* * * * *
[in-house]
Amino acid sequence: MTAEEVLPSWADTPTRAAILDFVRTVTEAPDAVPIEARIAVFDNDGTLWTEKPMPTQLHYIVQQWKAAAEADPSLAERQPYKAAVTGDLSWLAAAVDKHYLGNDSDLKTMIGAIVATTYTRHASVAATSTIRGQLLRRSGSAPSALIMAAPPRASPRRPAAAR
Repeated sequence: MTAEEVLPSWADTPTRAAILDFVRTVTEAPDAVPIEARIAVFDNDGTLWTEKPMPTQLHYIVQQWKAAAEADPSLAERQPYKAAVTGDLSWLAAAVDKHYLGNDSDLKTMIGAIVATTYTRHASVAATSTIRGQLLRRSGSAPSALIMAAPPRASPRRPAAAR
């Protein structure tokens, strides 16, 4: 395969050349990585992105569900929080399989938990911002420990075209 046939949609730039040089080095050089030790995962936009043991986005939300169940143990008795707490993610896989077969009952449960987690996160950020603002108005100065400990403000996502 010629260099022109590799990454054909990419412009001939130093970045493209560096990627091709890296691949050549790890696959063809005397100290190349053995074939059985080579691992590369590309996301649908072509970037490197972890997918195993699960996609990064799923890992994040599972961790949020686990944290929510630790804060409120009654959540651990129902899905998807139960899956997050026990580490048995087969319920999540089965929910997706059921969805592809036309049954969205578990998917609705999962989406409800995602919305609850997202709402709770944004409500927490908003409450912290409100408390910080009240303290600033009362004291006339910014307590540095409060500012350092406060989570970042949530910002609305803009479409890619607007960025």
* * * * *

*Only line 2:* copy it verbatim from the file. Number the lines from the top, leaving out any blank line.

Amino acid sequence: MTAEEVLPSWADTPTRAAILDFVRTVTEAPDAVPIEARIAVFDNDGTLWTEKPMPTQLHYIVQQWKAAAEADPSLAERQPYKAAVTGDLSWLAAAVDKHYLGNDSDLKTMIGAIVATTYTRHASVAATSTIRGQLLRRSGSAPSALIMAAPPRASPRRPAAAR